If you’re a company that sells to other businesses, an investor will want to know where you get your leads from and how much each costs you to generate. They’ll want to know what technology you are utilizing to support your sales team. They’ll want to understand how your sales reps get meetings and how many appointments a good rep has each week. They’ll want to know the close rate of a high performer and how it compares to an average performer.
The investor’s questions aim to gauge the scalability of your sales model under significantly higher investment rather than simply assess your past performance. Acquirers love stumbling over a business where the main constraint to growth is capital. They fall over themselves for a company that has an efficient sales engine that needs more fuel (i.e., money). Most investors have lots of capital but struggle to find businesses with a sales system that won’t collapse under the weight of more money.
How Gregg Romanzo Built a Sales System
In 2004 Gregg Romanzo started an old-school freight brokering business. Most freight brokers are nothing more than a handful of people arranging shipments in return for razor-thin margins, but Romanzo realized his sales model had the potential to grow into something much bigger.
Romanzo’s model involved hiring high-potential people with a relatively modest base salary of between $40,000 and $60,000 per year and teaching them the business from scratch. He armed them with a computer and access to the best scheduling software and tied their variable compensation to the gross margin of the jobs they booked. Romanzo knew if he could get a rep to clear $100,000 per year in total compensation, he would be able to keep them for the long run.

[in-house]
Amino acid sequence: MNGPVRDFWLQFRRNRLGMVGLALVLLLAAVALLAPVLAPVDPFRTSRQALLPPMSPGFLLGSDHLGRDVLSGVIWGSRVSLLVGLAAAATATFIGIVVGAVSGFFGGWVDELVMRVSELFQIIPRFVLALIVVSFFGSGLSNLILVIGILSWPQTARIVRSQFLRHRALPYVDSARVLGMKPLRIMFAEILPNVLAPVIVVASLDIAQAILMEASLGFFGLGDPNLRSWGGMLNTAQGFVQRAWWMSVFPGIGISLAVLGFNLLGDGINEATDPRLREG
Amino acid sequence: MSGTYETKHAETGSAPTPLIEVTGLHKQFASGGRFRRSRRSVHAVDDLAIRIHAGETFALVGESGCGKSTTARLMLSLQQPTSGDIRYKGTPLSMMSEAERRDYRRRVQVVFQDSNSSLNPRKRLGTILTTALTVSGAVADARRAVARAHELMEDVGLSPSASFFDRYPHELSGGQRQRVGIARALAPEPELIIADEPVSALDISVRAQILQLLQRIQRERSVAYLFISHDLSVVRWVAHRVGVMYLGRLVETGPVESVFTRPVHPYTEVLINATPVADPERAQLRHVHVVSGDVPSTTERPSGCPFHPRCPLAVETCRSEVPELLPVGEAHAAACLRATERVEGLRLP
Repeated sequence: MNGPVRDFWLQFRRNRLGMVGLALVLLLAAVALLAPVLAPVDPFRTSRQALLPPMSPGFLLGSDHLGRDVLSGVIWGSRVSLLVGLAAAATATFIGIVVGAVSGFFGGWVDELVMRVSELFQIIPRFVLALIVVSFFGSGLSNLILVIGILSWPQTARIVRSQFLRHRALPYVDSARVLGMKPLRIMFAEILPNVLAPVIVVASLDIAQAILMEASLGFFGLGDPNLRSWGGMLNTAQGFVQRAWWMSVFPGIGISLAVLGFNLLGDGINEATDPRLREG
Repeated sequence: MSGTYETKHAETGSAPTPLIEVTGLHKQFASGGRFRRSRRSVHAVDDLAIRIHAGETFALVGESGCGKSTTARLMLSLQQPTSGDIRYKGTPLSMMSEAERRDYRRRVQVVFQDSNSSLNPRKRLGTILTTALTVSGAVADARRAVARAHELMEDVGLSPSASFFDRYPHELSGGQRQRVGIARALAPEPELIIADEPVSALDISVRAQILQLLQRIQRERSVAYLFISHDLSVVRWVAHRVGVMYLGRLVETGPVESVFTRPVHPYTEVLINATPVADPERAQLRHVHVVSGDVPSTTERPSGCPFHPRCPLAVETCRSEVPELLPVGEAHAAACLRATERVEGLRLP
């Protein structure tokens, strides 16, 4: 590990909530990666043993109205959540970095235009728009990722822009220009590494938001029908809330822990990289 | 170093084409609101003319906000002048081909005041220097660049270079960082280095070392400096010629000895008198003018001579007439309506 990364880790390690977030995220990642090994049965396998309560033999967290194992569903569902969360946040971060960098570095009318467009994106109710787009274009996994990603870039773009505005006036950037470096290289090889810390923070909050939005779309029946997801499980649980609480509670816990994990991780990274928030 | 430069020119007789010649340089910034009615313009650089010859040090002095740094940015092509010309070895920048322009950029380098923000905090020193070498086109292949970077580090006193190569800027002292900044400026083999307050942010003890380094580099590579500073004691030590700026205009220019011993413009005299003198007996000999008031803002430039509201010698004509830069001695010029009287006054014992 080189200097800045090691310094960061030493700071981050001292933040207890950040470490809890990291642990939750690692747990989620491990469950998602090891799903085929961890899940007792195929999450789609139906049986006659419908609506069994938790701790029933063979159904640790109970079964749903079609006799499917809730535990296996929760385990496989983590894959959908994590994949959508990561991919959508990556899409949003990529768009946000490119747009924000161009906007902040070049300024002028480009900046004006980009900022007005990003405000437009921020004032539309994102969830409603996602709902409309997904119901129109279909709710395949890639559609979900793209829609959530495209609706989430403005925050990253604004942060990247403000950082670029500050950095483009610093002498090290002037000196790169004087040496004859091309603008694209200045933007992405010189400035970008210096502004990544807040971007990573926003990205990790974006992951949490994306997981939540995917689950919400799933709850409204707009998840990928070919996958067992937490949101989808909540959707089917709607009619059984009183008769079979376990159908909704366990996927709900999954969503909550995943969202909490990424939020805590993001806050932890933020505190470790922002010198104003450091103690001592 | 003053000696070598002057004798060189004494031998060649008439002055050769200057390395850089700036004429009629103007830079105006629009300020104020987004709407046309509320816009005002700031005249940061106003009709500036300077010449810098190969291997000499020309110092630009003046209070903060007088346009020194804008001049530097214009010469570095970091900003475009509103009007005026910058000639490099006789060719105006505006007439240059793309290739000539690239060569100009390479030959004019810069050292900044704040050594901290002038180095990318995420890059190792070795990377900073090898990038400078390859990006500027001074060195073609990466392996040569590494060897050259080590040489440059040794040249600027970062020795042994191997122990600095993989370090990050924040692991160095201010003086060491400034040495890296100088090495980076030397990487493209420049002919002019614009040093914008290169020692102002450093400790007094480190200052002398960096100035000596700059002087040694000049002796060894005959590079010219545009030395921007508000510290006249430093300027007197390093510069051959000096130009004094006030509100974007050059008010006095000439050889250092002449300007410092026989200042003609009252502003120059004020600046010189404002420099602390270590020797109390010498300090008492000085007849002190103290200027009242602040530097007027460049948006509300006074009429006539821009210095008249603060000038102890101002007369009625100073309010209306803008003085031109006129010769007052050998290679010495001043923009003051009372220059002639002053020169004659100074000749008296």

Romanzo took his very best talent—the top one or two percent—and built a team around them so they could earn even more. This cohort of salespeople could clear three, four, or even five hundred thousand dollars in an exceptional year.
Since Romanzo paid a relatively low base salary and his people didn’t need much equipment, he was able to hire many salespeople. By the time he sold his company, he had 200 employees, 190 of whom were salespeople. That’s 95% of his headcount dedicated to sales.
How does that compare to your company? If you have a winning formula you think would hold up if you doubled or quadrupled your sales team, consider monetizing the sales model you’ve created. Either hire a lot more reps or show a deep-pocketed investor or acquirer how durable your sales model is and how all you need is their capital to grow it.